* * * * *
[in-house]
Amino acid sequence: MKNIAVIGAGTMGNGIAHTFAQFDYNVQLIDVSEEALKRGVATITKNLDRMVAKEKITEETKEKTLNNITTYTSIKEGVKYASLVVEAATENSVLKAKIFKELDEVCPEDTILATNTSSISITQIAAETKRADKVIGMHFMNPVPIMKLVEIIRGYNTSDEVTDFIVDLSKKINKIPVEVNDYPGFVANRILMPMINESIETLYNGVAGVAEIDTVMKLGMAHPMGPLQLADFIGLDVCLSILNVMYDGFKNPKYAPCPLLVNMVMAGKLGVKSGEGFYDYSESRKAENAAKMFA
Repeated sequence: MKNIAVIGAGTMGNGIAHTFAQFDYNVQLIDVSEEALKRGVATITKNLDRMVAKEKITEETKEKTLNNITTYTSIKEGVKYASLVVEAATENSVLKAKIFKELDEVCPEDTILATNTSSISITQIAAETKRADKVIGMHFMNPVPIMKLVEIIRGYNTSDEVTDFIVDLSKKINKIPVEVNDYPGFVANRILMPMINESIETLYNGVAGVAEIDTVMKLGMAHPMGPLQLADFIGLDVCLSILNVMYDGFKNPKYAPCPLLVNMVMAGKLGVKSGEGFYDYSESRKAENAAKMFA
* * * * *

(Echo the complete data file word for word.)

[in-house]
Amino acid sequence: MKNIAVIGAGTMGNGIAHTFAQFDYNVQLIDVSEEALKRGVATITKNLDRMVAKEKITEETKEKTLNNITTYTSIKEGVKYASLVVEAATENSVLKAKIFKELDEVCPEDTILATNTSSISITQIAAETKRADKVIGMHFMNPVPIMKLVEIIRGYNTSDEVTDFIVDLSKKINKIPVEVNDYPGFVANRILMPMINESIETLYNGVAGVAEIDTVMKLGMAHPMGPLQLADFIGLDVCLSILNVMYDGFKNPKYAPCPLLVNMVMAGKLGVKSGEGFYDYSESRKAENAAKMFA
Repeated sequence: MKNIAVIGAGTMGNGIAHTFAQFDYNVQLIDVSEEALKRGVATITKNLDRMVAKEKITEETKEKTLNNITTYTSIKEGVKYASLVVEAATENSVLKAKIFKELDEVCPEDTILATNTSSISITQIAAETKRADKVIGMHFMNPVPIMKLVEIIRGYNTSDEVTDFIVDLSKKINKIPVEVNDYPGFVANRILMPMINESIETLYNGVAGVAEIDTVMKLGMAHPMGPLQLADFIGLDVCLSILNVMYDGFKNPKYAPCPLLVNMVMAGKLGVKSGEGFYDYSESRKAENAAKMFA